## Drews    10.9      7.38     13.1      1.88  48.5         14.0``````
1. Predict the coordinates of new individuals data.
``````ind.sup.coord <- suprow(res.pca, ind.sup) %>%
.\$lisup
ind.sup.coord[, 1:4]``````
``````##          Axis1   Axis2 Axis3  Axis4
## KARPOV  -0.795  0.7795 1.633  1.724
## WARNERS  0.386 -0.1216 1.739 -0.706
## Nool     0.559  1.9775 0.483 -2.278
## Drews    1.109  0.0174 3.049 -1.534``````
1. Graph of individuals including the supplementary individuals:
``````# Plot of active individuals
p <- fviz_pca_ind(res.pca, repel = TRUE) ### Supplementary variables

#### Qualitative / categorical variables

The data sets `decathlon2` contain a supplementary qualitative variable at columns 13 corresponding to the type of competitions.

Qualitative / categorical variables can be used to color individuals by groups. The grouping variable should be of same length as the number of active individuals (here 23).

• factoextra-based plots
``````groups <- as.factor(decathlon2\$Competition[1:23])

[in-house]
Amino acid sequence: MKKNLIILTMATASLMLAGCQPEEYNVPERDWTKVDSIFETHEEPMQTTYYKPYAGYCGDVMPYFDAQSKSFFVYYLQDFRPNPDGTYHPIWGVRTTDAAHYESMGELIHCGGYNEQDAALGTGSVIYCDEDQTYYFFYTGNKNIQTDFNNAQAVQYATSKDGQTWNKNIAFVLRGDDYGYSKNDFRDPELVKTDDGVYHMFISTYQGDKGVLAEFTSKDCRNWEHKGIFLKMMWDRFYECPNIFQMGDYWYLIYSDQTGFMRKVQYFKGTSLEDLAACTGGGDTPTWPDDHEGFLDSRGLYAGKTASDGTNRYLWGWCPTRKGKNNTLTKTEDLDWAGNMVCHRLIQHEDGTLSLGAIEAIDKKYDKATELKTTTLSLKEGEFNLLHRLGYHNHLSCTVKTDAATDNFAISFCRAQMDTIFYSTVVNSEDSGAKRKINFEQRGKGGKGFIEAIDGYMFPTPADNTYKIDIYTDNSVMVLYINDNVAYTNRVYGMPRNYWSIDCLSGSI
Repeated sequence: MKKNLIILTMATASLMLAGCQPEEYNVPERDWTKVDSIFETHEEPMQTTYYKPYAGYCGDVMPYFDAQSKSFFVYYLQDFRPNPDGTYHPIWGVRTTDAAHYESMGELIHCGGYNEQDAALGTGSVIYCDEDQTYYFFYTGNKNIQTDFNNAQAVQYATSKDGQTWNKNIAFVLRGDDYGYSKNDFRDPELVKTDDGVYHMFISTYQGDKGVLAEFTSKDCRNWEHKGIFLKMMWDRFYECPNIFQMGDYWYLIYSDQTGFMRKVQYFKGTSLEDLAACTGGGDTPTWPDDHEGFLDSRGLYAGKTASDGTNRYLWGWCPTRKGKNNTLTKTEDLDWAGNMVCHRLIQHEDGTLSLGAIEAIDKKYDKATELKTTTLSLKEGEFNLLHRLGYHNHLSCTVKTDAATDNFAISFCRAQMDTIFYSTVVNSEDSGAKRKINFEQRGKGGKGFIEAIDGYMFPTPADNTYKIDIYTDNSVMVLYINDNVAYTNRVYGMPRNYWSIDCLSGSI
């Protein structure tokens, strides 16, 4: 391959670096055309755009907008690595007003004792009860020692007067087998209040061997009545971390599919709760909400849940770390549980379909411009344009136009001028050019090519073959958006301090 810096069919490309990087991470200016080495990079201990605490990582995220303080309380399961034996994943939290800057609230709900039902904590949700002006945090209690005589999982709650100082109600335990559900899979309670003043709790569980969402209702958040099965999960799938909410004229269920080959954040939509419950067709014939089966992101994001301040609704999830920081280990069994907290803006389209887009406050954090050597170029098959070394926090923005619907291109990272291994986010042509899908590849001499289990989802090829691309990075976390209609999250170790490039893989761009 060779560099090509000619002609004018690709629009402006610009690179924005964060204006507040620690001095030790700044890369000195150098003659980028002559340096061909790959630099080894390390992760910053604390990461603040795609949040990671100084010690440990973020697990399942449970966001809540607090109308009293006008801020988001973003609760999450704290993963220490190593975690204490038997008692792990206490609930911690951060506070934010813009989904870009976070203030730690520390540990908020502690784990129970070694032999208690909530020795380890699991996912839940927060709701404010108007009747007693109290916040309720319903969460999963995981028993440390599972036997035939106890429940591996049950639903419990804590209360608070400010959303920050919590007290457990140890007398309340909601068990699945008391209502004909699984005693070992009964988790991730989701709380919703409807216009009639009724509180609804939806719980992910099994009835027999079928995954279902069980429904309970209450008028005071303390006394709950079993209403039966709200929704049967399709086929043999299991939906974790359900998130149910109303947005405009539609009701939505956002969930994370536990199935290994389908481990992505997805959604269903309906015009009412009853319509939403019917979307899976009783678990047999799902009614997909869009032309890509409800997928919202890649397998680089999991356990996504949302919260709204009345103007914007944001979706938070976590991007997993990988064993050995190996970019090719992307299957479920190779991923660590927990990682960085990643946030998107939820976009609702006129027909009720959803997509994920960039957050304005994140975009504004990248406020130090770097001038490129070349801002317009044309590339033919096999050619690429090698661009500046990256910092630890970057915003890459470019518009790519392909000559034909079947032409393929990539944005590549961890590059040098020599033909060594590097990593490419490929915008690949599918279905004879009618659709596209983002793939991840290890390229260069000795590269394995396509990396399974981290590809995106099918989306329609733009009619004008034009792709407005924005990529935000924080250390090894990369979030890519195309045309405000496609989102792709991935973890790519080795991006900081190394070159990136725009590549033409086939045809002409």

fviz_pca_ind(res.pca,
col.ind = groups, # color by groups
palette = c("#00AFBB",  "#FC4E07"),
addEllipses = TRUE, # Concentration ellipses
ellipse.type = "confidence",
legend.title = "Groups",
repel = TRUE
)`````` ``````groups <- as.factor(decathlon2\$Competition[1:23])
s.class(res.pca\$li,
fac = groups,  # color by groups
col = c("#00AFBB",  "#FC4E07")
)`````` ``````# Biplot
res <- scatter(res.pca, clab.row = 0, posieig = "none")
s.class(res.pca\$li,
fac = groups,
col = c("#00AFBB",  "#FC4E07"),
cstar = 0,               # Remove stars
cellipse = 0             # Remove ellipses
)`````` #### Quantitative variables

Data: columns 11:12. Should be of same length as the number of active individuals (here 23)

``````quanti.sup <- decathlon2[1:23, 11:12, drop = FALSE]
``````##           Rank Points
## SEBRLE       1   8217
## CLAY         2   8122
## BERNARD      4   8067
## YURKOV       5   8036
## ZSIVOCZKY    7   8004
## McMULLEN     8   7995``````

The coordinates of a given quantitative variable are calculated as the correlation between the quantitative variables and the principal components.

``````# Predict coordinates and compute cos2
quanti.coord <- supcol(res.pca, scale(quanti.sup)) %>%
.\$cosup
quanti.cos2 <- quanti.coord^2
# Graph of variables including supplementary variables
p <- fviz_pca_var(res.pca)